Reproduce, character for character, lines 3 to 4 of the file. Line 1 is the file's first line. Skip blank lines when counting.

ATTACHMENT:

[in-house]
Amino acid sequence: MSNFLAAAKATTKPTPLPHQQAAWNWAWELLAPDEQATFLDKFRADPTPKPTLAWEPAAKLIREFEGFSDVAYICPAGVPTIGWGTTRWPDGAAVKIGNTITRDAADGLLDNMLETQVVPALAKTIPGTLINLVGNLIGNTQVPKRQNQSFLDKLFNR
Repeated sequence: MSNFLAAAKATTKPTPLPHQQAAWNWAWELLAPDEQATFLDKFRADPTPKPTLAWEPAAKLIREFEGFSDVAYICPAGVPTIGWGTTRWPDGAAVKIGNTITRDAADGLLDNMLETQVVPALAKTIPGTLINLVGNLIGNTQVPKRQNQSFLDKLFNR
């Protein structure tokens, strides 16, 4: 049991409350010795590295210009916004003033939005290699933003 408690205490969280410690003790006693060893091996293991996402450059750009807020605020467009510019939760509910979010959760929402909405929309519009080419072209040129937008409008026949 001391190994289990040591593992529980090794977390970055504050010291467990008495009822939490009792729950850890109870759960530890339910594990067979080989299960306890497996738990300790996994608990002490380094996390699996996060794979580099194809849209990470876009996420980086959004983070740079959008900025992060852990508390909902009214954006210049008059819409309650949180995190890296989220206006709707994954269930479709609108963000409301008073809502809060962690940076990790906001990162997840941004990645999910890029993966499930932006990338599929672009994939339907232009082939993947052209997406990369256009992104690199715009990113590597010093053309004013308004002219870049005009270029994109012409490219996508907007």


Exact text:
Repeated sequence: MSNFLAAAKATTKPTPLPHQQAAWNWAWELLAPDEQATFLDKFRADPTPKPTLAWEPAAKLIREFEGFSDVAYICPAGVPTIGWGTTRWPDGAAVKIGNTITRDAADGLLDNMLETQVVPALAKTIPGTLINLVGNLIGNTQVPKRQNQSFLDKLFNR
């Protein structure tokens, strides 16, 4: 049991409350010795590295210009916004003033939005290699933003 408690205490969280410690003790006693060893091996293991996402450059750009807020605020467009510019939760509910979010959760929402909405929309519009080419072209040129937008409008026949 001391190994289990040591593992529980090794977390970055504050010291467990008495009822939490009792729950850890109870759960530890339910594990067979080989299960306890497996738990300790996994608990002490380094996390699996996060794979580099194809849209990470876009996420980086959004983070740079959008900025992060852990508390909902009214954006210049008059819409309650949180995190890296989220206006709707994954269930479709609108963000409301008073809502809060962690940076990790906001990162997840941004990645999910890029993966499930932006990338599929672009994939339907232009082939993947052209997406990369256009992104690199715009990113590597010093053309004013308004002219870049005009270029994109012409490219996508907007």